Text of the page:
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I'm not sure if I understood what complementary distribution and defective distribution mean.

I have a definition that complementary distribution is an automatic, i.e. obligatory positional variation of a certain phoneme that always occurs in a certain position. I'm not completely sure what defective distribution is though. I found that defective distribution is when a certain phoneme occurs only in some contexts.

If we take for example that in English, word-initial stops are always aspirated: e.g. pin [pʰ] as opposed to spin [p], then, would this be an example of complementary distribution or defective distribution?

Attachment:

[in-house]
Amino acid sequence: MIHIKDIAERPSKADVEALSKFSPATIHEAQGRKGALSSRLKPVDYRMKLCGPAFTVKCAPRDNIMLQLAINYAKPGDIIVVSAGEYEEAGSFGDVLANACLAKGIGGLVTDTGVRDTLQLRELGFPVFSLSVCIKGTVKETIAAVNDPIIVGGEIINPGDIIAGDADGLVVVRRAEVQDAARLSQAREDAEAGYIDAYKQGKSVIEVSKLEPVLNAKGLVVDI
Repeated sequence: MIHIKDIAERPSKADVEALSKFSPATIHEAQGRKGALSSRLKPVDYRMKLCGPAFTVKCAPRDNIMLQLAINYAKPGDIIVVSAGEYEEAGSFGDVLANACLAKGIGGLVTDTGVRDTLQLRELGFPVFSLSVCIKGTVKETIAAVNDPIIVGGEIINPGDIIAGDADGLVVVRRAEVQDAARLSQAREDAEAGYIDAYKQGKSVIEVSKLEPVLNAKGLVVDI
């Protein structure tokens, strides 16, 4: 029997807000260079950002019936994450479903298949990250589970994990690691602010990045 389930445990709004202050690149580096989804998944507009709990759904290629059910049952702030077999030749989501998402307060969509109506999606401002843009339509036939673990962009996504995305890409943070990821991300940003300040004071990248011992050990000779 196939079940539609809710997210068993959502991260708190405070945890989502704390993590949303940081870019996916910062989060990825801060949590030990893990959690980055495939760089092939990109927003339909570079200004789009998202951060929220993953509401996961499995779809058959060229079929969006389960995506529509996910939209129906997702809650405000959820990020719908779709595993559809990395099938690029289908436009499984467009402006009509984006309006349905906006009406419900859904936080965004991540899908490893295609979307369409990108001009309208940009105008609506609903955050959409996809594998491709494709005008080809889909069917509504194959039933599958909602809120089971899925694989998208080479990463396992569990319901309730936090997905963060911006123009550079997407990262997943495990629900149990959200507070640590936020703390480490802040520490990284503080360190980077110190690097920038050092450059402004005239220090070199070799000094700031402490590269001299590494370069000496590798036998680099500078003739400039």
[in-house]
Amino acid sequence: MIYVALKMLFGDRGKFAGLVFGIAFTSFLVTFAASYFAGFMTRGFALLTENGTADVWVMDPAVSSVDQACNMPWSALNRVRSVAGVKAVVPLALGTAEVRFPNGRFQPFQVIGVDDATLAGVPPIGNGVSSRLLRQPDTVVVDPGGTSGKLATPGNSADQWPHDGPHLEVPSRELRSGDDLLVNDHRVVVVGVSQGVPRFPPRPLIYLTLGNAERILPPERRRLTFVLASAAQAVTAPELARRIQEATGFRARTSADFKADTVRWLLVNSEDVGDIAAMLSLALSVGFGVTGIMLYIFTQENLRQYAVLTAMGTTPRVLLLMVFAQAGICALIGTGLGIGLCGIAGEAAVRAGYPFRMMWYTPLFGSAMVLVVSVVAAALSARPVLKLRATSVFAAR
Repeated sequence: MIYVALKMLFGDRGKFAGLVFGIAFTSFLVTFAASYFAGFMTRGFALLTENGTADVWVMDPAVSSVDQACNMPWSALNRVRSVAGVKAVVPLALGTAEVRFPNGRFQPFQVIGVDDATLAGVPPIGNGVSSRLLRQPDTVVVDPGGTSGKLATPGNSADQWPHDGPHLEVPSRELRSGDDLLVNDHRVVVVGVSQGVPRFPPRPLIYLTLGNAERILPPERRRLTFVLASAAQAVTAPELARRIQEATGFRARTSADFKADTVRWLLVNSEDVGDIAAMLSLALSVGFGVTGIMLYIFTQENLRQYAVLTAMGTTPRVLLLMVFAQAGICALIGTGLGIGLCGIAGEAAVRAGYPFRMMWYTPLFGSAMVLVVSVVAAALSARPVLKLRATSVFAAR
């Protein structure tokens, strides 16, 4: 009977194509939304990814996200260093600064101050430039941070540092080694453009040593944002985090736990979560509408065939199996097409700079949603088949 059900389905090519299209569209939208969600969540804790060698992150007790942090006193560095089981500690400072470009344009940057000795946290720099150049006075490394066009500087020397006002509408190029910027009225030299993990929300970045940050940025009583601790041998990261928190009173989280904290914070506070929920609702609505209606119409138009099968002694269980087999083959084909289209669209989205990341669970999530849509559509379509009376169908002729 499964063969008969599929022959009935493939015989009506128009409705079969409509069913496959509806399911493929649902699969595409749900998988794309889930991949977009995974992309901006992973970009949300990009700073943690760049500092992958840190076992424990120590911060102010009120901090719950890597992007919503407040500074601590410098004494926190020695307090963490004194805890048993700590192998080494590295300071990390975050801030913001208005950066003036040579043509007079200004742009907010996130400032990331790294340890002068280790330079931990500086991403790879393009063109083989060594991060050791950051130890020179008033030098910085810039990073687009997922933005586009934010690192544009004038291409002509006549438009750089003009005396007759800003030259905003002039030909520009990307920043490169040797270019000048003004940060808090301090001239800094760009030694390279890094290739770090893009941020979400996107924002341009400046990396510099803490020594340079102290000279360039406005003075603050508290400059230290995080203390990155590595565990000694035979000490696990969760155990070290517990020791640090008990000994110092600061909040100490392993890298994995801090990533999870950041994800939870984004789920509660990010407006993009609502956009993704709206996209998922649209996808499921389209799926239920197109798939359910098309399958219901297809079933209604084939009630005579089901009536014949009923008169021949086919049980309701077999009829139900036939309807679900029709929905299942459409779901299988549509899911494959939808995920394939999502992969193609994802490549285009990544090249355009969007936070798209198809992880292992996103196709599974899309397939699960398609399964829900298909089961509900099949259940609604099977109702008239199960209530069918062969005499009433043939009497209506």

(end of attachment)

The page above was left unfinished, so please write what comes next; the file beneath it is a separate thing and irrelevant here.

Am I right in thinking this is complementary distribution? It can't be defective distribution since aspirated stops don't occur only word-initially. They can also occur inside words, e.g. potato.

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Complementary distribution is really mutual defective distribution of a set of sounds. You have complementary distribution if a sound does not appear in a specified environment X. If sound A appears everywhere but context X (defective distribution 1) and B only appears in context X (defective distribution 2), we say that A and B are in complementary distribution. (In your potato example, only the first t is aspirated: the distribution of aspiration is actually not in terms of word position, it's in terms of stress-foot position, but typically the intro linguistic story is that it's only about word-initial vs. elsewhere).

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